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Crews worked Monday afternoon to remove hundreds of dead fish from the Spoon River at Bernadotte. The fish apparently died from a low oxygen level, according to the Illinois Department of Natural Resources. GATEHOUSE MEDIA ILLINOIS

Fish kill reported in Spoon River

September 25, 2013 at 10:11 AM

Galesburg Register Mail


BERNADOTTE — Hundreds of dead fish have washed up on the Spoon River banks and dam in Bernadotte, and it’s possible that corn syrup from tanker cars that fell in upstream could have contributed to the mortalities.

People stopped by the dam behind the Bernadotte Public Park Monday afternoon to see fish lying on the concrete structure and floating in the water.

Russell Rector Jr. of Smithfield was one of those who came to witness the fish kill, but he didn’t expect what he saw.

“I couldn’t believe it,” he said. “It’s amazing to see all those. I heard there were dead fish, but I didn’t realize it would be like this.”

Reports of dead fish came in early Saturday morning, according to Rob Hilsabeck, a fish biologist for the Illinois Department of Natural Resources. A count on Saturday afternoon found that about 400 fish lining a more than 1,000-foot section of the river had died from an apparent low oxygen level.

The majority were non-native, invasive Asian Carp, and eight of them were Channel Catfish, he said.
“They’re very prominent in that location, and they do require a fair amount of oxygen,” Hilsabeck said of the Asian Carp.

He noted that it’s possible the carp congregated above the dam — which is roughly 10 river miles downstream from the location of last week’s accident — because the water there is calmer and deeper than in other spots.

The oxygen level in that area apparently dipped between Friday evening and Saturday morning.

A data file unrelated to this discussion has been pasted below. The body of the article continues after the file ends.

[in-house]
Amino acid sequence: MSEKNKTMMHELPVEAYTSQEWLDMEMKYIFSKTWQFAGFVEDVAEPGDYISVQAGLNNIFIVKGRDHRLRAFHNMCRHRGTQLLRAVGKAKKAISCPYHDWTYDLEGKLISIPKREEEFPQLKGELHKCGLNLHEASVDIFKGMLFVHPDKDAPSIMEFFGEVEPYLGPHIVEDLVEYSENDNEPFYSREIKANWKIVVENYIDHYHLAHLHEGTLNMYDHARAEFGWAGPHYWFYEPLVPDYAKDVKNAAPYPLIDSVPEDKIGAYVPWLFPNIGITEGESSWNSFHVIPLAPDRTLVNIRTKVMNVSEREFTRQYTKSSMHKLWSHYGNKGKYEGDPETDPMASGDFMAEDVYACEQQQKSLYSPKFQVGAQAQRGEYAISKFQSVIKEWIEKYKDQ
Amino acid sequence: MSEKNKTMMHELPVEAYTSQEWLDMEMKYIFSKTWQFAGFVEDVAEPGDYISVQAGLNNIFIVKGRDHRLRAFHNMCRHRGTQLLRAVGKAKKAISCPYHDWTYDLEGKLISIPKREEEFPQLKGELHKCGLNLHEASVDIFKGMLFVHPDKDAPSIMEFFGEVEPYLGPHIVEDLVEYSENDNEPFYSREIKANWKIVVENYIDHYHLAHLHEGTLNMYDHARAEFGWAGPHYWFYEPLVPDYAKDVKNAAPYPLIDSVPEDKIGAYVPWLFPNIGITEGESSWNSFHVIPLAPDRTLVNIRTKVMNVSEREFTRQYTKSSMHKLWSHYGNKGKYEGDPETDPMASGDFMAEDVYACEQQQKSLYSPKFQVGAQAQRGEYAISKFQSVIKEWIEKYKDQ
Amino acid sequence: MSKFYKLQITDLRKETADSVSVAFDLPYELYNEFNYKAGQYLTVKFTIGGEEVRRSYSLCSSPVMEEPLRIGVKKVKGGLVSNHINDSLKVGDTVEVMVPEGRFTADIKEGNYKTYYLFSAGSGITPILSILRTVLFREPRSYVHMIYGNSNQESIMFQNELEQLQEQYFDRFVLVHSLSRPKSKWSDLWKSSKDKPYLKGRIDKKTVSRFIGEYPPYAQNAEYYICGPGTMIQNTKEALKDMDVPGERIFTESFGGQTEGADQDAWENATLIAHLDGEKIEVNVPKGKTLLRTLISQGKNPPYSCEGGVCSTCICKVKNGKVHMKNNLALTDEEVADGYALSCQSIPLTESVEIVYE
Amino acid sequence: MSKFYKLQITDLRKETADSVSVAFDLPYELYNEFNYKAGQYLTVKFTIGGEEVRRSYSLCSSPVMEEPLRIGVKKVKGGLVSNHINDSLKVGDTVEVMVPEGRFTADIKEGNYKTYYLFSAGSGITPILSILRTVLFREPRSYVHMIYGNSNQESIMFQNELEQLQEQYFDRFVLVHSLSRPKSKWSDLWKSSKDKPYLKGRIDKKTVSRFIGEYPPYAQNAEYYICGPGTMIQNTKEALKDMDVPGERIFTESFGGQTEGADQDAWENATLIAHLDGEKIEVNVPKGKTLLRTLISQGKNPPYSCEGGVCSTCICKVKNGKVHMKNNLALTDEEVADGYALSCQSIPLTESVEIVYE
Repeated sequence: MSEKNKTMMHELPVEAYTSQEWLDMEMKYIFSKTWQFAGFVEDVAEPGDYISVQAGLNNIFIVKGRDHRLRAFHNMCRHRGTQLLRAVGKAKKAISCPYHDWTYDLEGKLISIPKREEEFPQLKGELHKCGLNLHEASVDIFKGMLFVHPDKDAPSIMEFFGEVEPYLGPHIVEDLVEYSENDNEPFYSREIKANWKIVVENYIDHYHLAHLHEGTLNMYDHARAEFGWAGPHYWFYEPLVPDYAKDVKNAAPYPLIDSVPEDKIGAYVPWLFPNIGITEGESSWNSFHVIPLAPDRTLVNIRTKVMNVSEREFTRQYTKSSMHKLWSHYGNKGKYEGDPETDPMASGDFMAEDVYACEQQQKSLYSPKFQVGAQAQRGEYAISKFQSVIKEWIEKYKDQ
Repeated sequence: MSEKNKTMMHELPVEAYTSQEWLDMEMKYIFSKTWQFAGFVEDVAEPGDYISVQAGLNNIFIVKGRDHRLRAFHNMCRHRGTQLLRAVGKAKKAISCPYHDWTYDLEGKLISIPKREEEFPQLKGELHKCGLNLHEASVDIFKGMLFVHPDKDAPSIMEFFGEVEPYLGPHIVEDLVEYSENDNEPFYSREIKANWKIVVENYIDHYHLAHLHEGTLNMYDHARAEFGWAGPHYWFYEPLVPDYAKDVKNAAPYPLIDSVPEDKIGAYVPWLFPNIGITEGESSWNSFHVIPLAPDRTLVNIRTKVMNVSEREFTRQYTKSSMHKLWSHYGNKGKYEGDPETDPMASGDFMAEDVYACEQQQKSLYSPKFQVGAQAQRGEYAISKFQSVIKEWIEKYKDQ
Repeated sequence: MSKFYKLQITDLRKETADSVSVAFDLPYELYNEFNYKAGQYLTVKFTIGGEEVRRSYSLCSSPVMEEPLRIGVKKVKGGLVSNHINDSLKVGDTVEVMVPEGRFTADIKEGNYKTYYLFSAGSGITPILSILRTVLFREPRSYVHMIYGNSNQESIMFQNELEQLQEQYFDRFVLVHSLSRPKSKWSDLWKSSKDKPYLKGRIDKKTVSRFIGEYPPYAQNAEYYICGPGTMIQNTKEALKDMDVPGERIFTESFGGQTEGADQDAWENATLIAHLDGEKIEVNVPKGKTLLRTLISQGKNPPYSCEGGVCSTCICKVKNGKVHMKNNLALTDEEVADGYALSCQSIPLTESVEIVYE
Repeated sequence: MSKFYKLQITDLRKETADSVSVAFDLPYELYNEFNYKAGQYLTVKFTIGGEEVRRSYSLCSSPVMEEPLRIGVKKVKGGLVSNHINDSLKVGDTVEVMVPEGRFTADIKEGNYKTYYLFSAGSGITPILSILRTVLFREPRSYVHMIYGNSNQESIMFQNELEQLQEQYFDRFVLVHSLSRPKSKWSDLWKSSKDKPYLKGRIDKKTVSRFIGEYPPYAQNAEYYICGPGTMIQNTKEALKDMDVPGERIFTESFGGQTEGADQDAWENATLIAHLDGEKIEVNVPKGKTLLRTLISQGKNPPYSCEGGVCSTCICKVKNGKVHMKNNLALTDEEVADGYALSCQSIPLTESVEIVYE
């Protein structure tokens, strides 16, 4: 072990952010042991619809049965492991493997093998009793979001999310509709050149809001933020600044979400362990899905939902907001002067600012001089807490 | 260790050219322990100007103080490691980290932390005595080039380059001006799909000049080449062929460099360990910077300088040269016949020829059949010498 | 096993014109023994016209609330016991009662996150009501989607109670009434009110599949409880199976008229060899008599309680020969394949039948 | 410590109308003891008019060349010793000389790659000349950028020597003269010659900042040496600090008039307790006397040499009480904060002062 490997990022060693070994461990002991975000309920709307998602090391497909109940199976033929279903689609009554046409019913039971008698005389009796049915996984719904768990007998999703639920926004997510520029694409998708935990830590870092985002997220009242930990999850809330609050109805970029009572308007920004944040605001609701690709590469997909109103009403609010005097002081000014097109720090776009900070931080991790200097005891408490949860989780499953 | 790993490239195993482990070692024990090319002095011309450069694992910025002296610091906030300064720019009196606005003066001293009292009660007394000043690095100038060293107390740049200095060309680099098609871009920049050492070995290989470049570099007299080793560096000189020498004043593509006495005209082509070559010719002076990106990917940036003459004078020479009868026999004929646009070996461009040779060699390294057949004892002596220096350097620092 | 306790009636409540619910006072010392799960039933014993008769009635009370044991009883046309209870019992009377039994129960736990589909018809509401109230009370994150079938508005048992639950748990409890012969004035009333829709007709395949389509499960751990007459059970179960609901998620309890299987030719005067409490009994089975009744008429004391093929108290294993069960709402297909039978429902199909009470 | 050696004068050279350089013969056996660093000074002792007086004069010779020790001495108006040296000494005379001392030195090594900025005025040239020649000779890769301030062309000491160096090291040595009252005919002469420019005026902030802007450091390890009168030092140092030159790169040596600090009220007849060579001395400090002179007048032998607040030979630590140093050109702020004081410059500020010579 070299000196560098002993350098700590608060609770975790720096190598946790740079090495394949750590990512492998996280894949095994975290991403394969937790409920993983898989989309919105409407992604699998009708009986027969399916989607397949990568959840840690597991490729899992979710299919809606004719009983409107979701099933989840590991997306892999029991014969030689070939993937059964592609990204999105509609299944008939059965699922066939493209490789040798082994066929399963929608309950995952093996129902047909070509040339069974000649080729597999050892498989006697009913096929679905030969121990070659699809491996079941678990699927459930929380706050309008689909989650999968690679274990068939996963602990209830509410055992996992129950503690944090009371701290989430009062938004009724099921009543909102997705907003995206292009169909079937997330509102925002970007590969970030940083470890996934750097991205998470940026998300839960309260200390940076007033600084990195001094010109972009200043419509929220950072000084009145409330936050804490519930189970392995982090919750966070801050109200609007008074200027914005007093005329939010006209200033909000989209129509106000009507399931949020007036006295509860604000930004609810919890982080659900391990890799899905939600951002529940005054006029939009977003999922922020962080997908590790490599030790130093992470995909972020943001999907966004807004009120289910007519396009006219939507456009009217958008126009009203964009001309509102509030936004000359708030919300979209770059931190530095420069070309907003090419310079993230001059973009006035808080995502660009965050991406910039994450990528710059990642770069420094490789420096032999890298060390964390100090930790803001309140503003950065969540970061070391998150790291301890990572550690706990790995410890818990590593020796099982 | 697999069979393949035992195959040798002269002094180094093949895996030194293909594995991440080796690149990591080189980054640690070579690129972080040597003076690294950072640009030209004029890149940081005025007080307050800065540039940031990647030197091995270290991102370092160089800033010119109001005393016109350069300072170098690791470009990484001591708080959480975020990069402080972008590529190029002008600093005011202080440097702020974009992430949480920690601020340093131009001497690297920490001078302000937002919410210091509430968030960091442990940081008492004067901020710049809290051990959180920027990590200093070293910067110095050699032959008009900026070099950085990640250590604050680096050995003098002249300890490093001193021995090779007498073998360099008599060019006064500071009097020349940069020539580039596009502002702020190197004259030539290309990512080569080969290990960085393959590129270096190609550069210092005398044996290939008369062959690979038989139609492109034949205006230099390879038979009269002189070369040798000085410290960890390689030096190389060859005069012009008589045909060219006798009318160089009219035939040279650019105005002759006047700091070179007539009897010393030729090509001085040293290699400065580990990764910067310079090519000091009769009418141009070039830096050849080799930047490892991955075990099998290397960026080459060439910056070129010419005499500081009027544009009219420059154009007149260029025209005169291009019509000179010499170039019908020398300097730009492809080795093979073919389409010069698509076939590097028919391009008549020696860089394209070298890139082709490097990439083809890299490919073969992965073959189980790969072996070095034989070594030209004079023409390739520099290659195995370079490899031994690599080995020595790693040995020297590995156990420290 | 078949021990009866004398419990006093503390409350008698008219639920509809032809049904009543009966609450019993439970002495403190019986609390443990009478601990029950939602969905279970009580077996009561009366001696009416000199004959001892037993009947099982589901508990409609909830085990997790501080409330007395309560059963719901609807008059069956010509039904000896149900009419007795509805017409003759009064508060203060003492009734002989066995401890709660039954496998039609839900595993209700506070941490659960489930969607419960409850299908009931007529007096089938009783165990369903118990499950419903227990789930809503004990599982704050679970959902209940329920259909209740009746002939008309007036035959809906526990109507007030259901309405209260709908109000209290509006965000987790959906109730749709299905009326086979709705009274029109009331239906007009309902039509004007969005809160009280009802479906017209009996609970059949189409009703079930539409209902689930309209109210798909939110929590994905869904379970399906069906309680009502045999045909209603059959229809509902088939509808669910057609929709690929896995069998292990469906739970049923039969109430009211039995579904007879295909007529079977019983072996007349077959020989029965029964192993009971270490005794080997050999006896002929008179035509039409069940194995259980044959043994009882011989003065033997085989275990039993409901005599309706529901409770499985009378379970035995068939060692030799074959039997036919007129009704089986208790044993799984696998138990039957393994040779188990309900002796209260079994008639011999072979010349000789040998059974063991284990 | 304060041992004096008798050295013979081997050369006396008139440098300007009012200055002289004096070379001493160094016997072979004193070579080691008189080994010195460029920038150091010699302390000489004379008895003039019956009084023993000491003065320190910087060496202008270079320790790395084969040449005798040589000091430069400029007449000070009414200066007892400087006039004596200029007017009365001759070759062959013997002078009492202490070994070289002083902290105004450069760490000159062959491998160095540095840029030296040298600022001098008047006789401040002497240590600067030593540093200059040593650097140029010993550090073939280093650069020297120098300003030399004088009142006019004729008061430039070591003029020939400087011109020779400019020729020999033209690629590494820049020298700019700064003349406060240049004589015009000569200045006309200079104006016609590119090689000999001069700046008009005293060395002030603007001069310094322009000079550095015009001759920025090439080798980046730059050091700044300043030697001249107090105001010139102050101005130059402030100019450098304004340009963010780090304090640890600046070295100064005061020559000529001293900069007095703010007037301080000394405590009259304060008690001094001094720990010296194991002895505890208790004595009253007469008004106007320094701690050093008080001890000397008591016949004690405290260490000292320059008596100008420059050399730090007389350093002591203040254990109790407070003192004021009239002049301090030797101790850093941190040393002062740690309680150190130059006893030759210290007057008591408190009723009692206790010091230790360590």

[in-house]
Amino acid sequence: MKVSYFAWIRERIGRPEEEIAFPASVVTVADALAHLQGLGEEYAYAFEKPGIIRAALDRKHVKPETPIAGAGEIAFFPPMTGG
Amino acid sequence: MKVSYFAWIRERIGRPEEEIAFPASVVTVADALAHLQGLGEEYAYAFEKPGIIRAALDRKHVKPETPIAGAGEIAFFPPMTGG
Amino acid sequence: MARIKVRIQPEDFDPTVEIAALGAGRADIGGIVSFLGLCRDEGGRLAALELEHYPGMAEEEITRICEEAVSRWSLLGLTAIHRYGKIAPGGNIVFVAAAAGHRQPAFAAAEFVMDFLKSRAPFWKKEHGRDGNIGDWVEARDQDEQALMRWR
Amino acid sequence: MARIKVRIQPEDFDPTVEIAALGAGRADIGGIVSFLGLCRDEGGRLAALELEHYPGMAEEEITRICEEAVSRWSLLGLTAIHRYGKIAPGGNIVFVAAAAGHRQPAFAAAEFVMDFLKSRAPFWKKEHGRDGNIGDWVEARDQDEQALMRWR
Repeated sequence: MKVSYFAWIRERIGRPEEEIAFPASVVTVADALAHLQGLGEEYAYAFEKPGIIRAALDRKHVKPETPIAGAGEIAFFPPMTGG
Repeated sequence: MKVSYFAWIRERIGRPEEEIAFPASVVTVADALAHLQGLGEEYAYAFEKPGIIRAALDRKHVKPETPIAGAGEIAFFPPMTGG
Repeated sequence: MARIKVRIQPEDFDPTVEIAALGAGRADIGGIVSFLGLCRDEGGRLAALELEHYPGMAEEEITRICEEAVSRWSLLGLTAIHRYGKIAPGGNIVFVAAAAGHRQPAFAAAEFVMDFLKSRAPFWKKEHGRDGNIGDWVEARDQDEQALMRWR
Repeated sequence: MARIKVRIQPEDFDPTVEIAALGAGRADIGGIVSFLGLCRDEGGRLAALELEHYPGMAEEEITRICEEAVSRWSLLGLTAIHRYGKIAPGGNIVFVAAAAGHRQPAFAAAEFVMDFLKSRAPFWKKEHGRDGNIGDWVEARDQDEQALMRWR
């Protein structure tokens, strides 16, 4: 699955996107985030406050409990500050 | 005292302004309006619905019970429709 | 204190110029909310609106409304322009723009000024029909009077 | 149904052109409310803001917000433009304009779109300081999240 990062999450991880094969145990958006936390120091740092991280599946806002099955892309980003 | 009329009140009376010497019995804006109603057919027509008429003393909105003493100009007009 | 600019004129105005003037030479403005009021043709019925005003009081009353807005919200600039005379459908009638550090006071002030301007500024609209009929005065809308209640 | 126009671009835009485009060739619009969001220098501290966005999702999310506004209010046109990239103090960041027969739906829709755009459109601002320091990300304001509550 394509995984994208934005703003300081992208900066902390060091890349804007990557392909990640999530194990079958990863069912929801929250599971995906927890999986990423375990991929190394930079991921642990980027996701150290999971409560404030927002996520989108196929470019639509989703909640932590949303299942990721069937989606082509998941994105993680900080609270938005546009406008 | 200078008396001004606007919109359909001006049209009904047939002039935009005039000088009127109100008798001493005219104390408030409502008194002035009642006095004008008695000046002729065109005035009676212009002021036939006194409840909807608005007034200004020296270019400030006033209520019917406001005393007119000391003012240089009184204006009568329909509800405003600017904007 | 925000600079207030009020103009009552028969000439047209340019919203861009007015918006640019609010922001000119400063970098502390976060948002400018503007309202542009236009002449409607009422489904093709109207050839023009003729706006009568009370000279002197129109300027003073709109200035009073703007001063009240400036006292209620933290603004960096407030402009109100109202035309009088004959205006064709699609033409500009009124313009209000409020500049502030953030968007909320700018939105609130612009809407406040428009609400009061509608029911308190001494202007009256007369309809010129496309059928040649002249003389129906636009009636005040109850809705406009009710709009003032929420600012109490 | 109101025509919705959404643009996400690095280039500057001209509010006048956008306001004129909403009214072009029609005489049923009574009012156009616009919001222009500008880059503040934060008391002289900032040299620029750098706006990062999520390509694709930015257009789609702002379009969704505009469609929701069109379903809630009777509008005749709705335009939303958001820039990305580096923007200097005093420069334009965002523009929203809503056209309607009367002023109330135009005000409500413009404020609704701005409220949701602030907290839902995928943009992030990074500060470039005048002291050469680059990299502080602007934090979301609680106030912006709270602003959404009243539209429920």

The IDNR and the Illinois Environmental Protection Agency had concerns last week that corn syrup leaking from partially submerged tanker cars could degrade and deplete the water of its oxygen, perhaps killing aquatic wildlife.

Six cars fell into the river after a trestle bridge near Seville collapsed Sept. 16. No injuries were reported in the incident.

Crews from the Keokuk Junction Railway, the owner of the train, and Pioneer Railcorp, Keokuk Railway’s parent company, were at the site Monday afternoon to clear the fish. Using waders and a small boat, they loaded them into 5-gallon buckets before taking them to a tub in the back of a pickup truck.

In addition to the cleanup, the Illinois Environmental Protection Agency requested that an air pump be used to “alleviate any low oxygen concerns,” Hilsabeck said.

He said it didn’t appear there were any new fish mortalities Sunday and Monday and any dead fish still seen were likely from the original drop in oxygen. Both agencies will continue to monitor the area.
“Hopefully we’ve seen the worst of it,” Hilsabeck said.

The initial collapse is still under investigation. A call made to Pioneer Railcorp was not immediately returned Monday evening.

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